Environment

Environment news

courtesy Mayors National Climate Change Agenda

West Lafayette Mayor John Dennis has joined a growing group of municipal leaders opposed to Donald Trump’s removal of the United States from the Paris Climate Accord.

Dennis says he has joined a group of more than 200 so-called “Climate Mayors” nationwide, who’ve pledged their cities will uphold environmental regulations, even as the President seeks to escape them.

Dennis says he disagrees with assertions from Trump and many other Republicans that environmental rules are job-killers.

President Donald Trump called the Paris climate accord “draconian” and “onerous” when he announced the U.S. would withdraw from the agreement, but the decision’s benefits to Indiana’s energy landscape are unclear.

Countries plan for themselves how to make the effects of climate change less severe under the Paris climate agreement. Generally, countries can adopt renewable energy sources, limit carbon emissions, or do both.

Jennifer C. / flickr.com/photos/29638108@N06/7713775530

A Purdue University study has found a popular type of pesticide – found across nearly half the state -- can be lethal to honeybees. But a leading producer of the chemicals is striking back against those claims.

Neonicotinoid insecticides are used in planting corn crops, and the study says more than 94-percent of honey bees are at risk of exposure in the state.

Indiana’s corn and soybean growers are getting seeds in the ground this week – but more rain on the way could put farmers in a difficult position.

As of Monday, 56 percent of the state’s projected corn crop and 23 percent of the projected soybean crop have been planted.

Drew Daudelin / IPBS

Environmental group leaders spoke Tuesday to protest the Trump administration’s proposed cut in EPA funding. They highlighted the EPA’s role in hazardous waste removal.

The Trump administration proposes reducing EPA funding in 2018 by 31 percent – the largest proposed cut of any Cabinet departments or major agency.

Indra Frank, policy director at the Hoosier Environmental Council, spoke Tuesday in front of the Williamson industrial site in downtown Indianapolis. The building was abandoned one year ago, full of leftover toxic waste.

Peter Organisciak / https://www.flickr.com/photos/organisciak/525843127

At least one Indiana water company is warning its customers to be mindful of the chemicals they put on their lawns.

Indiana American Water issued a press release saying recent heavy rains have made it more likely that pesticides and other chemicals would flow from urban lawns into municipal sewer systems.

Once they get there, Office of the Indiana State Chemist pesticide administrator David Scott says they can be hard to treat – especially if the chemicals dissolve during heavy rains like Indiana has seen in recent weeks.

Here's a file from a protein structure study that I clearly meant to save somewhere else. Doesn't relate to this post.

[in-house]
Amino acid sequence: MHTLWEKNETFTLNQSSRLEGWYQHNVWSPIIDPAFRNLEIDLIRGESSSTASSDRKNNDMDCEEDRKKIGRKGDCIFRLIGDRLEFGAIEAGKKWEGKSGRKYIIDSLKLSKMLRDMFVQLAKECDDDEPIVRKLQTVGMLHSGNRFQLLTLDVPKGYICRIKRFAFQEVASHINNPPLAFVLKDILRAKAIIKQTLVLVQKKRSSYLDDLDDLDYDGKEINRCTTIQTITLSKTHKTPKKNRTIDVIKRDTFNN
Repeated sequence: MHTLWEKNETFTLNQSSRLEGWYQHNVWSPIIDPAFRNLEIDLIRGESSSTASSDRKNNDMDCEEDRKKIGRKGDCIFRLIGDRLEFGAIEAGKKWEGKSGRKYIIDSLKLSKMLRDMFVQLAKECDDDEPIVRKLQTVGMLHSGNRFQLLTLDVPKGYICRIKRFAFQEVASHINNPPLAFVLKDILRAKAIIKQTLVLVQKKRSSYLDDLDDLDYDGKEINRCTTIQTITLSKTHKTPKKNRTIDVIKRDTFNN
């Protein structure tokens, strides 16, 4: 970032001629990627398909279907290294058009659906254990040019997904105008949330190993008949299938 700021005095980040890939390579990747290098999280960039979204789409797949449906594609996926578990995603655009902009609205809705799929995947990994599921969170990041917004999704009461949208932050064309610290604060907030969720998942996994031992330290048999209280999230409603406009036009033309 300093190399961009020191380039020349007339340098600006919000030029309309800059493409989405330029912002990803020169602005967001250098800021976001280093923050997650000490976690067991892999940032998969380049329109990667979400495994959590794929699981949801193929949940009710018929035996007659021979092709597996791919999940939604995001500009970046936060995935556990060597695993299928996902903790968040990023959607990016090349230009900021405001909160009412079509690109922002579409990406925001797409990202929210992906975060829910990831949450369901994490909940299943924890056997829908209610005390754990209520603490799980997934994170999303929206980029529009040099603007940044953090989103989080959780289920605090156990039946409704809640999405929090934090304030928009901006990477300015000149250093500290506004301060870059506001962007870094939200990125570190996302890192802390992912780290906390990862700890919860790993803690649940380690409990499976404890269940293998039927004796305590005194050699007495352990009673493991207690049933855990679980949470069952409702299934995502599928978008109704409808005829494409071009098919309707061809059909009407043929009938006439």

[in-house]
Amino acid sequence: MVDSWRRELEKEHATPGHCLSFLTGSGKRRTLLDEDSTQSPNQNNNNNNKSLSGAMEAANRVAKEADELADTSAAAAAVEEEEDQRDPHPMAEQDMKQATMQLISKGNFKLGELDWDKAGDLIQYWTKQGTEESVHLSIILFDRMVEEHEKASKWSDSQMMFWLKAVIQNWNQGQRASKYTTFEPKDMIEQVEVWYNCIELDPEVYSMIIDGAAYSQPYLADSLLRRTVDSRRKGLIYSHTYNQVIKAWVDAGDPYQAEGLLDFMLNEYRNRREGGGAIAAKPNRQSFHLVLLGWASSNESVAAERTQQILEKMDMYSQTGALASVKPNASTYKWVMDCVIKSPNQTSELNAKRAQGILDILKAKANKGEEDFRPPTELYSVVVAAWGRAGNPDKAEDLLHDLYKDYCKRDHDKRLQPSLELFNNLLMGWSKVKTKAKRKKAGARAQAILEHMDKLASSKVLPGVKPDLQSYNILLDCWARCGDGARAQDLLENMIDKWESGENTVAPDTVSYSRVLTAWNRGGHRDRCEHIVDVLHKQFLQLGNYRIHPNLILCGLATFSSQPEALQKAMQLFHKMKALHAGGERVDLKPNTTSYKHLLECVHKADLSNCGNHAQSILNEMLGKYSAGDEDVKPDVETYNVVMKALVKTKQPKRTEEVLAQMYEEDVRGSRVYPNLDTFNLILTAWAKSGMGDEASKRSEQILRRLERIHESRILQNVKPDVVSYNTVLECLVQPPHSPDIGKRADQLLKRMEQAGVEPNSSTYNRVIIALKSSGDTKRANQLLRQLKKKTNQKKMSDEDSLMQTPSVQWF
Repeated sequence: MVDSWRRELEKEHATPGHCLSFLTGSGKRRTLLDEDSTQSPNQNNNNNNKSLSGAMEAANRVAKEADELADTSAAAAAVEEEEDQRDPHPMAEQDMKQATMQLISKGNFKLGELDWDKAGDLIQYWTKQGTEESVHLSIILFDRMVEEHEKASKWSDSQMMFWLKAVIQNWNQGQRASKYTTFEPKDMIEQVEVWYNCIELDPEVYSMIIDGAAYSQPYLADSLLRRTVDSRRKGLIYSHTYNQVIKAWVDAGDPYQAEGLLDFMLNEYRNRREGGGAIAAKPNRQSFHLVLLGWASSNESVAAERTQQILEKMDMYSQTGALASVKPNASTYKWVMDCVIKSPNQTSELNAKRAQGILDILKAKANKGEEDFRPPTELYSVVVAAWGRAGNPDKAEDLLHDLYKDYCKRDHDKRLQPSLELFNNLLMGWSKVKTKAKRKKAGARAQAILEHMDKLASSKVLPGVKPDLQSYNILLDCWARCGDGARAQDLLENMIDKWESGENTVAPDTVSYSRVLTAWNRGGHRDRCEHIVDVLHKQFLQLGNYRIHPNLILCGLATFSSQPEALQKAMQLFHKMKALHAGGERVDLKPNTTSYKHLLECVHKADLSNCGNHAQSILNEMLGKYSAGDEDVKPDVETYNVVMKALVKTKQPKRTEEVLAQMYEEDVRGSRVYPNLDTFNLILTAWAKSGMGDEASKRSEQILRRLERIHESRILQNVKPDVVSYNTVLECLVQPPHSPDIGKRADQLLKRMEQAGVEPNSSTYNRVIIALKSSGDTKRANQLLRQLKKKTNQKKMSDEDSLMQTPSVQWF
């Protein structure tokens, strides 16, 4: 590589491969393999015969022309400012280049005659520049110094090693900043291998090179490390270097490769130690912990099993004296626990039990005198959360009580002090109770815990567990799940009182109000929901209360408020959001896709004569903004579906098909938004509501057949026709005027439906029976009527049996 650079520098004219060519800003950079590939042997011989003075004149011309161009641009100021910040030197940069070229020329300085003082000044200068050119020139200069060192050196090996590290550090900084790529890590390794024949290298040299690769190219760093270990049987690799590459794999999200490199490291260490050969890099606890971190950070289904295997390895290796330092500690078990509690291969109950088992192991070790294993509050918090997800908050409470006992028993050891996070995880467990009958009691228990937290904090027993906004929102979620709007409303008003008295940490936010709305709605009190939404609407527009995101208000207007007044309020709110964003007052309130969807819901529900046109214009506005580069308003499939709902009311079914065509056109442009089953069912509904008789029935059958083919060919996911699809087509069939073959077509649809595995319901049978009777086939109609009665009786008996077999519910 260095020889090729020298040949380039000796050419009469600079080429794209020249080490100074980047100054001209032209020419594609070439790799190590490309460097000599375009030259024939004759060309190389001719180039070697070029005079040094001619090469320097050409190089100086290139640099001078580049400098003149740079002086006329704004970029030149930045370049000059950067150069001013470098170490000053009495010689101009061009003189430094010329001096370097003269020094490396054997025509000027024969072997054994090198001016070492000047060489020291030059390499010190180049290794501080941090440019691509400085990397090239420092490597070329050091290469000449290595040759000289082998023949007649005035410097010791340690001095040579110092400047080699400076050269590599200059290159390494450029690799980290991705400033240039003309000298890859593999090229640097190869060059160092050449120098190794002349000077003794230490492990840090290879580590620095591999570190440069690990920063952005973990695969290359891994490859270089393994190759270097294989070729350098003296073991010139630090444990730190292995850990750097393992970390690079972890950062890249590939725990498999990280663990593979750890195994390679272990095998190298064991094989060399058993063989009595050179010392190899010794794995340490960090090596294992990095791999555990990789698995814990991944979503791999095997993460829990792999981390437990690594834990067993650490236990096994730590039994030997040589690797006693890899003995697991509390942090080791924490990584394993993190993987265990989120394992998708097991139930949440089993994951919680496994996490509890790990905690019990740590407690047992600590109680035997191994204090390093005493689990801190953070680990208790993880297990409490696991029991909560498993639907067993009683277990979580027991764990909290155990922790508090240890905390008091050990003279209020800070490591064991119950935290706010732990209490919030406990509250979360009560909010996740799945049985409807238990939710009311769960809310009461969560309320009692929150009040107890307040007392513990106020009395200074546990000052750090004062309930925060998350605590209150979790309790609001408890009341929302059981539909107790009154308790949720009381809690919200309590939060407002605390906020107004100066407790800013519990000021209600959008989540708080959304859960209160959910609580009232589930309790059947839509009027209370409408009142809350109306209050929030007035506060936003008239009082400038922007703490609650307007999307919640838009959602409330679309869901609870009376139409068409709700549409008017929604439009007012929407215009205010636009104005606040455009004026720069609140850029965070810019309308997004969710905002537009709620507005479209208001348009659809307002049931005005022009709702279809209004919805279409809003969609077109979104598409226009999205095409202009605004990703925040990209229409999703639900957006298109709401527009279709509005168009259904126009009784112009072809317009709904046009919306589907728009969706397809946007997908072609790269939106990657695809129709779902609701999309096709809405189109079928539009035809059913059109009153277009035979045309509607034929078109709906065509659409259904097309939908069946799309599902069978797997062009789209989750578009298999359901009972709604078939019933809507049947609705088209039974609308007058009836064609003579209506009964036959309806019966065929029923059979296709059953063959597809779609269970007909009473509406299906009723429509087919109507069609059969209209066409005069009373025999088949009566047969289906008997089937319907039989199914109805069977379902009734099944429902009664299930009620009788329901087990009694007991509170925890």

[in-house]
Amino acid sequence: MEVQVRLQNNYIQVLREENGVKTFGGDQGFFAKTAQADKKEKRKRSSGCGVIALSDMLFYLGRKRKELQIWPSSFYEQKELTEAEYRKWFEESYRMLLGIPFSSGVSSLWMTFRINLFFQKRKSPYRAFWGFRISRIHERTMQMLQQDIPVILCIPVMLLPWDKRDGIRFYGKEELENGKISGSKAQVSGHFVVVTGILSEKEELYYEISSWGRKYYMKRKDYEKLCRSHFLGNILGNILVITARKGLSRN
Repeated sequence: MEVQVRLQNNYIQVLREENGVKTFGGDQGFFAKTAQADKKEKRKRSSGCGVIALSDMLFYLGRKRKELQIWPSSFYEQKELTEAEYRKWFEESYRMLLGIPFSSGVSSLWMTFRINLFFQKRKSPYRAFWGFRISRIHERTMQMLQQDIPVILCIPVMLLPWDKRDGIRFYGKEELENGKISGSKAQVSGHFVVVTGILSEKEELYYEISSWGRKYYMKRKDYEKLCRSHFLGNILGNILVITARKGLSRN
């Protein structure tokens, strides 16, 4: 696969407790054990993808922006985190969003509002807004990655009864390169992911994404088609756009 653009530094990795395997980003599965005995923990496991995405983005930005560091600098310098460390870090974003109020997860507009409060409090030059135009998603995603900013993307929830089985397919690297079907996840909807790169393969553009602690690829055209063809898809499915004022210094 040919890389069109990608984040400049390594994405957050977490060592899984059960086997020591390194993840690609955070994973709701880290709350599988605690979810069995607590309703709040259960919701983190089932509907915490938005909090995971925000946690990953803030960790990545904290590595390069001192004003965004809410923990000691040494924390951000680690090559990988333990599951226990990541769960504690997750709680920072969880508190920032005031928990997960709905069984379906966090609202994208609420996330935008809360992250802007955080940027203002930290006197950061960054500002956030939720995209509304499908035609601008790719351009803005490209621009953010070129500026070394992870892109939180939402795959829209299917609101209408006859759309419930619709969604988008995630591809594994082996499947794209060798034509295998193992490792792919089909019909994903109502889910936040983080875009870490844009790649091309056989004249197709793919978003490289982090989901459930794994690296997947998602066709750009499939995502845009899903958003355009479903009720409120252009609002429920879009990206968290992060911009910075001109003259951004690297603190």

Wabash River Enhancement Corp.

National Weather Service officials say all the rain clouds this month may hold a silver lining for Indiana.

NWS hydrologist Al Shipe says this year was shaping up similarly to the most recent drought year of 2012 – until recently.

“This was the second-warmest start of the year to the record warm year of 2012," Shipe says. "Starting in early May of 2012, it got warmer and drier. This year, it got cooler and wetter.”

Shipe says that means it’s likely the state has at least forestalled, if not escaped, the possibility of a drought this year.

Keesha Daniels just moved from one lead contaminated neighborhood to another.

Both her new house and her old West Calumet Housing Complex apartment sit within East Chicago’s USS Lead Superfund site. The city is tearing down her old home because of extremely high levels of lead in the soil. So she had to move.

Daniels is still unpacking. Most rooms have a pile of boxes stacked tidily in a corner. Two heavy dressers sit in one otherwise empty room — her sons are coming later to move them. As Daniels takes me on a tour of her new house, she offers me some water.

Environmental Protection Agency Administrator Scott Pruitt made his first visit to a Superfund site Wednesday, meeting in East Chicago with lawmakers and residents affected by lead contamination.

Pruitt made a short statement outside a shuttered elementary school in the USS Lead Superfund, after a closed briefing with Gov. Eric Holcomb, state and federal lawmakers, and local officials.

“And the reason I’m here is because it’s important that we restore confidence for the people here in this community, that we’re gonna get it right going forward,” Pruitt says.

Indiana Town Considers Water Utility Sale

Apr 19, 2017

 

Lake Station, Indiana, is treading water.

“We have no money whatsoever in this city,” says Bill Carrol, who manages the Ace Hardware in town.

Lake Station’s operating budget is $2 million overdrawn. Because of the city’s debt, the state is forcing budget cuts. So, Lake Station is considering selling its drinking water utility to a private company, Indiana American Water.

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